Runners knee, also known Patellofemoral pain syndrome, or PFPS for short, this injury is so widespread among runners that it was named after them. In fact, survey shows that runners knee injuries make up to 40 percent of all running injuries. Runner’s knee happens when the patella (the kneecap) fails to move smoothly in the femoral groove at the lower end of the thigh bone, resulting in irritation of the cartilage on the underside of the kneecap, leading to crippling pain.
Symptoms: Runners knee is typically described as intense pain behind or around the kneecap that comes on during a run, or afterward. The pain gets worse when using the stairs, running downhill, after extended periods of sitting or during activities that require knee bending motions.
Causes: The leading causes of PFPS are weak hip rotator muscles and/or glutes, too much uphill running, and improper running mechanics. Also, runners who overpronate are at a higher risk of getting injured.
Fix it: For starters, stop running and take a break from any activity that puts too much stress on the knees. You can also reduce your weekly mileage by half and avoid running on successive days as long as you can run pain-free. Next, ice the injured knee for 15 to 20 minutes, two to three times per day, or just right after running if you feel any pain post-run.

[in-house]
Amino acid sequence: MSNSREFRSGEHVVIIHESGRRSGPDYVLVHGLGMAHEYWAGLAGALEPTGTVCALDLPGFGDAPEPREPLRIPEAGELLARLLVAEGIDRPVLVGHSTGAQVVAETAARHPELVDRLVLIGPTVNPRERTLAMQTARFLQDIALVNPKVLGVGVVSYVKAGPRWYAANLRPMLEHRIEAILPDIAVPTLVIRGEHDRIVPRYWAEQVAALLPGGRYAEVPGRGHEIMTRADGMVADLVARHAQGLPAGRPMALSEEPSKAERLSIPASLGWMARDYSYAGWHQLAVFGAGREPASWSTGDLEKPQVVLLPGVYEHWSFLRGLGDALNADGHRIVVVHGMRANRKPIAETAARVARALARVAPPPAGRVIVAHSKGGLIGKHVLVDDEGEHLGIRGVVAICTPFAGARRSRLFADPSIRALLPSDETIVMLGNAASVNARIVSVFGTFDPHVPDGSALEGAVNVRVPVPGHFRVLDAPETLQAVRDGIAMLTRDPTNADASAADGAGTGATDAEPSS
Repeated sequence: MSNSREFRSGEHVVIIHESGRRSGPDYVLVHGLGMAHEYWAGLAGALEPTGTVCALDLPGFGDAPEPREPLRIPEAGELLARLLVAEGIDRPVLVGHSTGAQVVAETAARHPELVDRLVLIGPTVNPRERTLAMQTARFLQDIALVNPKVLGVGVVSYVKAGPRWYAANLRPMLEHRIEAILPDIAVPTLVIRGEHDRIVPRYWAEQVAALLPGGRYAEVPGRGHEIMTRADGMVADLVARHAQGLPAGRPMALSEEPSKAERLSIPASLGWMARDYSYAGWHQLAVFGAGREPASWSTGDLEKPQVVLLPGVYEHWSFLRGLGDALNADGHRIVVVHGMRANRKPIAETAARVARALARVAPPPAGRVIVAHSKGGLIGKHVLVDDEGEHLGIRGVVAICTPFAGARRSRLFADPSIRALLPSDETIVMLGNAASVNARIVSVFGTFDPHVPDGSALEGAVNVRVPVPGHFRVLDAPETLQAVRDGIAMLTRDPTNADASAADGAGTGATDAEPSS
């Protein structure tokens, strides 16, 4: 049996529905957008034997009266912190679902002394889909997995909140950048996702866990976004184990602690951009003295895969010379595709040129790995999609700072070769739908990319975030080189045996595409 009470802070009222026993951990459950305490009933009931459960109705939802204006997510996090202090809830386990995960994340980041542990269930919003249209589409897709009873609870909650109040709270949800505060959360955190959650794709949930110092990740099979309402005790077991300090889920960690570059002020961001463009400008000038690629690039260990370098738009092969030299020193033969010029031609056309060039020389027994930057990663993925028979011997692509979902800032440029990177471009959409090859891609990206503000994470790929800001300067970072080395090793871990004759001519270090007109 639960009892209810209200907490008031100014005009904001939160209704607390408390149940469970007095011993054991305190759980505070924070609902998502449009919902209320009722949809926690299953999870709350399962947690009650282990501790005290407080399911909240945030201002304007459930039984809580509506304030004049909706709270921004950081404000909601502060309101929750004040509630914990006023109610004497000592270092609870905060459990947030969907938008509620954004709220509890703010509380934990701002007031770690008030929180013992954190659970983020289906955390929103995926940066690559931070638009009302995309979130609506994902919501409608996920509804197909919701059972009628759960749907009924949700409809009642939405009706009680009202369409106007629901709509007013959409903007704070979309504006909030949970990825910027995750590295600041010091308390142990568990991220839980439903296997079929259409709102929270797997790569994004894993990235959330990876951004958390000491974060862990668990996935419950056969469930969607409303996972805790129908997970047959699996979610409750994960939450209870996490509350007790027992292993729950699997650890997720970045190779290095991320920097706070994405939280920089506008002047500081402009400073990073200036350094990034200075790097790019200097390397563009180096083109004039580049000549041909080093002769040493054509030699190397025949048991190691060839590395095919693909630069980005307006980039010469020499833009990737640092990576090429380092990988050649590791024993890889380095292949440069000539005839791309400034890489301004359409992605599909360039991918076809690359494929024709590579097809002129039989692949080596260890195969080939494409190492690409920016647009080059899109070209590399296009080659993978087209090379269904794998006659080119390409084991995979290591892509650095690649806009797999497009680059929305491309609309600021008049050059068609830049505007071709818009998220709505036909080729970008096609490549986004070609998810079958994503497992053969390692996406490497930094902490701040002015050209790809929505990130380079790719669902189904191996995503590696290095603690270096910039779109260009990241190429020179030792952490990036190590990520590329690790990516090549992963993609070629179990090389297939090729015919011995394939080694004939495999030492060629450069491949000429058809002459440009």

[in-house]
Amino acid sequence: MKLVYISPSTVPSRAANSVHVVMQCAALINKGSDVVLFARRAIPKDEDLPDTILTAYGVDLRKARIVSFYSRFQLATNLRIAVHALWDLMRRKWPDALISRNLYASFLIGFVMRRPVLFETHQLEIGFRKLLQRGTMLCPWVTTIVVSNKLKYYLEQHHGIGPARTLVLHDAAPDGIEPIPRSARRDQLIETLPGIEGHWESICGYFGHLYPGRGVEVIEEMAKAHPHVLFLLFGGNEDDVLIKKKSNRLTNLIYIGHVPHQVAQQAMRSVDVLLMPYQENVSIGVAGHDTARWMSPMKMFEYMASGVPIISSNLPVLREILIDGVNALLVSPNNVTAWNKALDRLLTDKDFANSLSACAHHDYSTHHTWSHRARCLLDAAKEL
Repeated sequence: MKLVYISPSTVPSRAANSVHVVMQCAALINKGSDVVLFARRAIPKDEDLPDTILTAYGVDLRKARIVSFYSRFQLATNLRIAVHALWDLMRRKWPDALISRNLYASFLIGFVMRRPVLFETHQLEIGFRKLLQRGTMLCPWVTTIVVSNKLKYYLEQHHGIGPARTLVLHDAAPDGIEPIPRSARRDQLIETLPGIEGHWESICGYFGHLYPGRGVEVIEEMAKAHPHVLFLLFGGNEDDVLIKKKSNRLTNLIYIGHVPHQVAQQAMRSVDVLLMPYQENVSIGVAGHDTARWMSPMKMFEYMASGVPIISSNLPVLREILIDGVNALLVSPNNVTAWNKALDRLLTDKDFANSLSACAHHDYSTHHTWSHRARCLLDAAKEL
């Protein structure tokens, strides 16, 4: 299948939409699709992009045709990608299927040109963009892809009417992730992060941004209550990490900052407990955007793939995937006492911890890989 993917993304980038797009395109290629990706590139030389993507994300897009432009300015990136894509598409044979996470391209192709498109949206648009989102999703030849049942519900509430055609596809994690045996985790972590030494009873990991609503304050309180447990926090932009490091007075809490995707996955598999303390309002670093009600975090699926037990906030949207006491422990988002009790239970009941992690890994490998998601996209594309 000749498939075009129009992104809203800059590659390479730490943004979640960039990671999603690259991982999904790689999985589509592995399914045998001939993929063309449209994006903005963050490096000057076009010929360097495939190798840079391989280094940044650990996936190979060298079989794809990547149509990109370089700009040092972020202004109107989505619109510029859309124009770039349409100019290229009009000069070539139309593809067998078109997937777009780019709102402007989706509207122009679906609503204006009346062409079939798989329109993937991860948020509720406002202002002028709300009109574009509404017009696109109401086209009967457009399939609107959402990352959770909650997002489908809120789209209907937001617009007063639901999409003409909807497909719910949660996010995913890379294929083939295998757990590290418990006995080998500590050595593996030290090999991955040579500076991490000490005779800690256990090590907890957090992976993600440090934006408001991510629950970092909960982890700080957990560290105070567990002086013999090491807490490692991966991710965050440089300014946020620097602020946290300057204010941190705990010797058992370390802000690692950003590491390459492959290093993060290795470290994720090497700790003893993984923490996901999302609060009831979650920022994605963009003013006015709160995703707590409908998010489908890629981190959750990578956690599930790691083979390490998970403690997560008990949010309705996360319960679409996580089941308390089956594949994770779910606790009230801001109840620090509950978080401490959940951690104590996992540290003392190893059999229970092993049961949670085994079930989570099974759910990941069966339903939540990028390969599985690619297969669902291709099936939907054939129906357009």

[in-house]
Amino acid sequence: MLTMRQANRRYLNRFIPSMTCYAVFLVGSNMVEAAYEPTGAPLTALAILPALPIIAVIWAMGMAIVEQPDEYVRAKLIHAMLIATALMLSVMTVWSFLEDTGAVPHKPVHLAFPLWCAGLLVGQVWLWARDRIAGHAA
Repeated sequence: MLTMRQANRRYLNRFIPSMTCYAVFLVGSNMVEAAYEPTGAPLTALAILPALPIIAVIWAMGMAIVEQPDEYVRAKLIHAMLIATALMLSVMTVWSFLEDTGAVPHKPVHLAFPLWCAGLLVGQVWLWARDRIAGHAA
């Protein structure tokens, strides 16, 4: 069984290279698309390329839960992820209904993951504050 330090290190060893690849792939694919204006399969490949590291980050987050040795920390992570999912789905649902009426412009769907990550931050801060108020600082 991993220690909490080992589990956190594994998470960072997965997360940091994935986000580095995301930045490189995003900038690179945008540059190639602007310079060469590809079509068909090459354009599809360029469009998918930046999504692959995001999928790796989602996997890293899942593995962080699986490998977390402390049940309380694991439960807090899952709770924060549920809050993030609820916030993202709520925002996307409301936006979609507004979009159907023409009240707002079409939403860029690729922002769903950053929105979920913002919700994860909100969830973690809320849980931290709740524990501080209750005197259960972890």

Prevent it: To bulletproof your knees against PTFS, you will have to strengthen your lower body muscles—especially the hips, glutes, quads and calves. You can strengthen these muscles with clamshell, side lifts, lateral side steps, squats, and lunges—exercises you can do in the comfort of your home. Plus, make sure also to stretch your hip flexors, and hamstrings on a regular basis. And stick to flat or uphill terrain, running on softer running surfaces whenever you can. In addition, develop proper running form and run in the proper footwear, and, if you have to, wear motion-control shoes.